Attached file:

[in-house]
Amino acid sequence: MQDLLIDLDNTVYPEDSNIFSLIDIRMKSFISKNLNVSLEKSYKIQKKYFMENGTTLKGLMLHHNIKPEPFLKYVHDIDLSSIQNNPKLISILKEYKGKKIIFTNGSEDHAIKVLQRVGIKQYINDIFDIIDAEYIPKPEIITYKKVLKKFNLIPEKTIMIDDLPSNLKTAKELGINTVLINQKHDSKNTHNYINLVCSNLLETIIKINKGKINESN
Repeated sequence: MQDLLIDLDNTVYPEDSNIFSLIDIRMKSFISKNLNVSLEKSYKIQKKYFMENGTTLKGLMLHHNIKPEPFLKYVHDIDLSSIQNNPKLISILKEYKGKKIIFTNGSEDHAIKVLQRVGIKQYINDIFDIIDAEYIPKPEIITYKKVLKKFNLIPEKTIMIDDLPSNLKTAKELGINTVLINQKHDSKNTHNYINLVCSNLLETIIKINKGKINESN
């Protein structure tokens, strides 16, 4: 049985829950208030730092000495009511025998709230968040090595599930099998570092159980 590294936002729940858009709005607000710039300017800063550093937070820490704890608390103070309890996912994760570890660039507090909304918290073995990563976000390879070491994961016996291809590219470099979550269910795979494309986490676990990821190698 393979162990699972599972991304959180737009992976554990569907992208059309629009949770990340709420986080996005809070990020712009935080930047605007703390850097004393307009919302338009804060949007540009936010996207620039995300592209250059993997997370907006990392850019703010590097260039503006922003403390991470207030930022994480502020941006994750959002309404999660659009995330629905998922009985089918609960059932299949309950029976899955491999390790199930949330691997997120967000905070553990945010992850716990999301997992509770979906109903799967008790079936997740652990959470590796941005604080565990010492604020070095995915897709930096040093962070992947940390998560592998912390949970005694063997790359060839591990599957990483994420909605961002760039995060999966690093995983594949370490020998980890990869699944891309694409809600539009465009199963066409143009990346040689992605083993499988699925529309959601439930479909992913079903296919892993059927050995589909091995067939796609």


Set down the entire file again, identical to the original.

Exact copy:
[in-house]
Amino acid sequence: MQDLLIDLDNTVYPEDSNIFSLIDIRMKSFISKNLNVSLEKSYKIQKKYFMENGTTLKGLMLHHNIKPEPFLKYVHDIDLSSIQNNPKLISILKEYKGKKIIFTNGSEDHAIKVLQRVGIKQYINDIFDIIDAEYIPKPEIITYKKVLKKFNLIPEKTIMIDDLPSNLKTAKELGINTVLINQKHDSKNTHNYINLVCSNLLETIIKINKGKINESN
Repeated sequence: MQDLLIDLDNTVYPEDSNIFSLIDIRMKSFISKNLNVSLEKSYKIQKKYFMENGTTLKGLMLHHNIKPEPFLKYVHDIDLSSIQNNPKLISILKEYKGKKIIFTNGSEDHAIKVLQRVGIKQYINDIFDIIDAEYIPKPEIITYKKVLKKFNLIPEKTIMIDDLPSNLKTAKELGINTVLINQKHDSKNTHNYINLVCSNLLETIIKINKGKINESN
């Protein structure tokens, strides 16, 4: 049985829950208030730092000495009511025998709230968040090595599930099998570092159980 590294936002729940858009709005607000710039300017800063550093937070820490704890608390103070309890996912994760570890660039507090909304918290073995990563976000390879070491994961016996291809590219470099979550269910795979494309986490676990990821190698 393979162990699972599972991304959180737009992976554990569907992208059309629009949770990340709420986080996005809070990020712009935080930047605007703390850097004393307009919302338009804060949007540009936010996207620039995300592209250059993997997370907006990392850019703010590097260039503006922003403390991470207030930022994480502020941006994750959002309404999660659009995330629905998922009985089918609960059932299949309950029976899955491999390790199930949330691997997120967000905070553990945010992850716990999301997992509770979906109903799967008790079936997740652990959470590796941005604080565990010492604020070095995915897709930096040093962070992947940390998560592998912390949970005694063997790359060839591990599957990483994420909605961002760039995060999966690093995983594949370490020998980890990869699944891309694409809600539009465009199963066409143009990346040689992605083993499988699925529309959601439930479909992913079903296919892993059927050995589909091995067939796609």